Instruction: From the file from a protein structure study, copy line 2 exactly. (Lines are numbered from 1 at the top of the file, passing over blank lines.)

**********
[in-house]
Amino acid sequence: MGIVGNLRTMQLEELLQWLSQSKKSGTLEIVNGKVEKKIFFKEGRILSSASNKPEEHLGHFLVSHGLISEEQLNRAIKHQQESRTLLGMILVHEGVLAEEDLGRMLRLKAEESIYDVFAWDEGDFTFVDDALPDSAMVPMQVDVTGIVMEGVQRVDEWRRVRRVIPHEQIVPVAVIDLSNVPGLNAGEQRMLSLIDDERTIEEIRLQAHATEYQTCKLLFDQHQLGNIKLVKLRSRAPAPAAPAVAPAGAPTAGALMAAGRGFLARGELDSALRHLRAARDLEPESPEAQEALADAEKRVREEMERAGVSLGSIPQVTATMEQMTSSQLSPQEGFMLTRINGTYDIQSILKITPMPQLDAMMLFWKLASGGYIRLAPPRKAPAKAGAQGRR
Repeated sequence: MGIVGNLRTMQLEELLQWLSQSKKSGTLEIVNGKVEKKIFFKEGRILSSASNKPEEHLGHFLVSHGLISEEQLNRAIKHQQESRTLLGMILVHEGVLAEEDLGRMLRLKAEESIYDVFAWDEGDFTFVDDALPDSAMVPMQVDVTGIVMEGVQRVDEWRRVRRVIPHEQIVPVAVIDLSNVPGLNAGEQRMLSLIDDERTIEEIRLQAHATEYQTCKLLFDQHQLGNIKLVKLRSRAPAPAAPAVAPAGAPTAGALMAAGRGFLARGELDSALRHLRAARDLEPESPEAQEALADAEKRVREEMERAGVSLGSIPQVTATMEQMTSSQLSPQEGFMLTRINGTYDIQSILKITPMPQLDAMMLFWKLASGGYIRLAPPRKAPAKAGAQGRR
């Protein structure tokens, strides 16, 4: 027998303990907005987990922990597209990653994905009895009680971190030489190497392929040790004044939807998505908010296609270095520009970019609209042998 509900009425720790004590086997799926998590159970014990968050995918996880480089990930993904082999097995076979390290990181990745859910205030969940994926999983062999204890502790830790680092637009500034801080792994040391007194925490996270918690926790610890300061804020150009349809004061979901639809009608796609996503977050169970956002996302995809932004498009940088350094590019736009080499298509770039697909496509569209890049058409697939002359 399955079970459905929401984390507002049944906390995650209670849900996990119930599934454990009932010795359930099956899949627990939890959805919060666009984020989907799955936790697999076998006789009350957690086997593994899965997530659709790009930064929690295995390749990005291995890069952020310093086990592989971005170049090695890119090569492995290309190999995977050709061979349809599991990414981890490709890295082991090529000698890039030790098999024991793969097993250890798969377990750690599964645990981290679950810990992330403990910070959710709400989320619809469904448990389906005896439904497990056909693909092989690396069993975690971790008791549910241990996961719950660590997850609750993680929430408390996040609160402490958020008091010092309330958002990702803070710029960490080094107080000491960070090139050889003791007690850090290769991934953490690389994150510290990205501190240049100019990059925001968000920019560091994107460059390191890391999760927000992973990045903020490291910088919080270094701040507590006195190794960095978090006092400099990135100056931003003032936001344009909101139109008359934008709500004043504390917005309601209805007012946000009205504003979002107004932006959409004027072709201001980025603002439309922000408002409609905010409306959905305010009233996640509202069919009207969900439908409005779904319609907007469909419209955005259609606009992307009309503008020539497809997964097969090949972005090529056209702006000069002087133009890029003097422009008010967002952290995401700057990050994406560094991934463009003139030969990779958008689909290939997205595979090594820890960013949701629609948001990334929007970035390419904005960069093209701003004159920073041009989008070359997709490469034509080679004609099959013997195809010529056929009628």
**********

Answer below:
Amino acid sequence: MGIVGNLRTMQLEELLQWLSQSKKSGTLEIVNGKVEKKIFFKEGRILSSASNKPEEHLGHFLVSHGLISEEQLNRAIKHQQESRTLLGMILVHEGVLAEEDLGRMLRLKAEESIYDVFAWDEGDFTFVDDALPDSAMVPMQVDVTGIVMEGVQRVDEWRRVRRVIPHEQIVPVAVIDLSNVPGLNAGEQRMLSLIDDERTIEEIRLQAHATEYQTCKLLFDQHQLGNIKLVKLRSRAPAPAAPAVAPAGAPTAGALMAAGRGFLARGELDSALRHLRAARDLEPESPEAQEALADAEKRVREEMERAGVSLGSIPQVTATMEQMTSSQLSPQEGFMLTRINGTYDIQSILKITPMPQLDAMMLFWKLASGGYIRLAPPRKAPAKAGAQGRR